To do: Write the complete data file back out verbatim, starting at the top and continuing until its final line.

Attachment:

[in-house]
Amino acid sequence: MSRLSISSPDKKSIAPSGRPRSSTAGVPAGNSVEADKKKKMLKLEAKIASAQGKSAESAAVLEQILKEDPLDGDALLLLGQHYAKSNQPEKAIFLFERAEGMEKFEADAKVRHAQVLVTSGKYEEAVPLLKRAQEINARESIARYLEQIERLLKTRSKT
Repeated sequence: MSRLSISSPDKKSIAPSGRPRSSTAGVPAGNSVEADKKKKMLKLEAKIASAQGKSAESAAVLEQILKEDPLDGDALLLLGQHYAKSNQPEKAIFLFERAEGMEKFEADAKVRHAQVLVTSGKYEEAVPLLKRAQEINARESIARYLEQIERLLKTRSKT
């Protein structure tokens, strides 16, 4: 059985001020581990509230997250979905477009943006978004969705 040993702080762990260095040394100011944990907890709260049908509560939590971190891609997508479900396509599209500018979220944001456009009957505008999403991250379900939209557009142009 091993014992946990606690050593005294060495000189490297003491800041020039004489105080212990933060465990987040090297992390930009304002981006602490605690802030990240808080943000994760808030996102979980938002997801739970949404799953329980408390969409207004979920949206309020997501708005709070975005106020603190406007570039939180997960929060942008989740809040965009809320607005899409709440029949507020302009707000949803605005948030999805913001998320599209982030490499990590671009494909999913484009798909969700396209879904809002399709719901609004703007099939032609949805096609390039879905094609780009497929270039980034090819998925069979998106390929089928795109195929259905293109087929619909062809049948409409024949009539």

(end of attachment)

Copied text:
[in-house]
Amino acid sequence: MSRLSISSPDKKSIAPSGRPRSSTAGVPAGNSVEADKKKKMLKLEAKIASAQGKSAESAAVLEQILKEDPLDGDALLLLGQHYAKSNQPEKAIFLFERAEGMEKFEADAKVRHAQVLVTSGKYEEAVPLLKRAQEINARESIARYLEQIERLLKTRSKT
Repeated sequence: MSRLSISSPDKKSIAPSGRPRSSTAGVPAGNSVEADKKKKMLKLEAKIASAQGKSAESAAVLEQILKEDPLDGDALLLLGQHYAKSNQPEKAIFLFERAEGMEKFEADAKVRHAQVLVTSGKYEEAVPLLKRAQEINARESIARYLEQIERLLKTRSKT
């Protein structure tokens, strides 16, 4: 059985001020581990509230997250979905477009943006978004969705 040993702080762990260095040394100011944990907890709260049908509560939590971190891609997508479900396509599209500018979220944001456009009957505008999403991250379900939209557009142009 091993014992946990606690050593005294060495000189490297003491800041020039004489105080212990933060465990987040090297992390930009304002981006602490605690802030990240808080943000994760808030996102979980938002997801739970949404799953329980408390969409207004979920949206309020997501708005709070975005106020603190406007570039939180997960929060942008989740809040965009809320607005899409709440029949507020302009707000949803605005948030999805913001998320599209982030490499990590671009494909999913484009798909969700396209879904809002399709719901609004703007099939032609949805096609390039879905094609780009497929270039980034090819998925069979998106390929089928795109195929259905293109087929619909062809049948409409024949009539």